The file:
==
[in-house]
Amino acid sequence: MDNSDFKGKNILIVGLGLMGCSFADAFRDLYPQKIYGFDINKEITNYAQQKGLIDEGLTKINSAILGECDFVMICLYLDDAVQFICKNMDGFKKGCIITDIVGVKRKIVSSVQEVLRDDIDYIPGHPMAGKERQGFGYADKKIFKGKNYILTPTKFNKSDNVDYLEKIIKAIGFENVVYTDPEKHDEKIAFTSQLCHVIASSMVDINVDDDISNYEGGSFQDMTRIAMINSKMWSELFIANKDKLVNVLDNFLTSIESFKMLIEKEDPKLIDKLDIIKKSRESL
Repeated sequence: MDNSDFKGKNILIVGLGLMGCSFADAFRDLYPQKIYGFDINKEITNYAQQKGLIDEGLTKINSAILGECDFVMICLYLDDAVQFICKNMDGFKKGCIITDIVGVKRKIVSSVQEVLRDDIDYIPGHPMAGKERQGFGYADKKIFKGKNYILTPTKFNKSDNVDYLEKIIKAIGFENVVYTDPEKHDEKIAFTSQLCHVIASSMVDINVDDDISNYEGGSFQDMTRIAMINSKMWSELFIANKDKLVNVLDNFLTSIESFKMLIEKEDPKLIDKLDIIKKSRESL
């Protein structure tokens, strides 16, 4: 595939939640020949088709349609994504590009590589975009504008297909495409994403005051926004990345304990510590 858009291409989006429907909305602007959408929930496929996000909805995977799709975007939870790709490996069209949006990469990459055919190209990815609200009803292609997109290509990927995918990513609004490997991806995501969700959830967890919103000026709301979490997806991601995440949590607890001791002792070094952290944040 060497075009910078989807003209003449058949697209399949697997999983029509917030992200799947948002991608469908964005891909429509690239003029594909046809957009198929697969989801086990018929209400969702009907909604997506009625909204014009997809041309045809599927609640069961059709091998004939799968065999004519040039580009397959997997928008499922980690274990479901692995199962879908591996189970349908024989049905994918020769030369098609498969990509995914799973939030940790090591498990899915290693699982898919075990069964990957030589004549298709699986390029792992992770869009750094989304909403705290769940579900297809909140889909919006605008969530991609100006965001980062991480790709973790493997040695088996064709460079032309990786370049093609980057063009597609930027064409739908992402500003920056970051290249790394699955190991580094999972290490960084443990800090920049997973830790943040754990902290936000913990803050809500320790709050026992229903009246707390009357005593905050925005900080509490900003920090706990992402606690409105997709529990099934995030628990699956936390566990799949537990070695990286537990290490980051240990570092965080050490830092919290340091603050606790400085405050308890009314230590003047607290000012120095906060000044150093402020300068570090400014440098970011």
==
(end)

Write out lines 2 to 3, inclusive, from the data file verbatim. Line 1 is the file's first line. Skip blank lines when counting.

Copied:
Amino acid sequence: MDNSDFKGKNILIVGLGLMGCSFADAFRDLYPQKIYGFDINKEITNYAQQKGLIDEGLTKINSAILGECDFVMICLYLDDAVQFICKNMDGFKKGCIITDIVGVKRKIVSSVQEVLRDDIDYIPGHPMAGKERQGFGYADKKIFKGKNYILTPTKFNKSDNVDYLEKIIKAIGFENVVYTDPEKHDEKIAFTSQLCHVIASSMVDINVDDDISNYEGGSFQDMTRIAMINSKMWSELFIANKDKLVNVLDNFLTSIESFKMLIEKEDPKLIDKLDIIKKSRESL
Repeated sequence: MDNSDFKGKNILIVGLGLMGCSFADAFRDLYPQKIYGFDINKEITNYAQQKGLIDEGLTKINSAILGECDFVMICLYLDDAVQFICKNMDGFKKGCIITDIVGVKRKIVSSVQEVLRDDIDYIPGHPMAGKERQGFGYADKKIFKGKNYILTPTKFNKSDNVDYLEKIIKAIGFENVVYTDPEKHDEKIAFTSQLCHVIASSMVDINVDDDISNYEGGSFQDMTRIAMINSKMWSELFIANKDKLVNVLDNFLTSIESFKMLIEKEDPKLIDKLDIIKKSRESL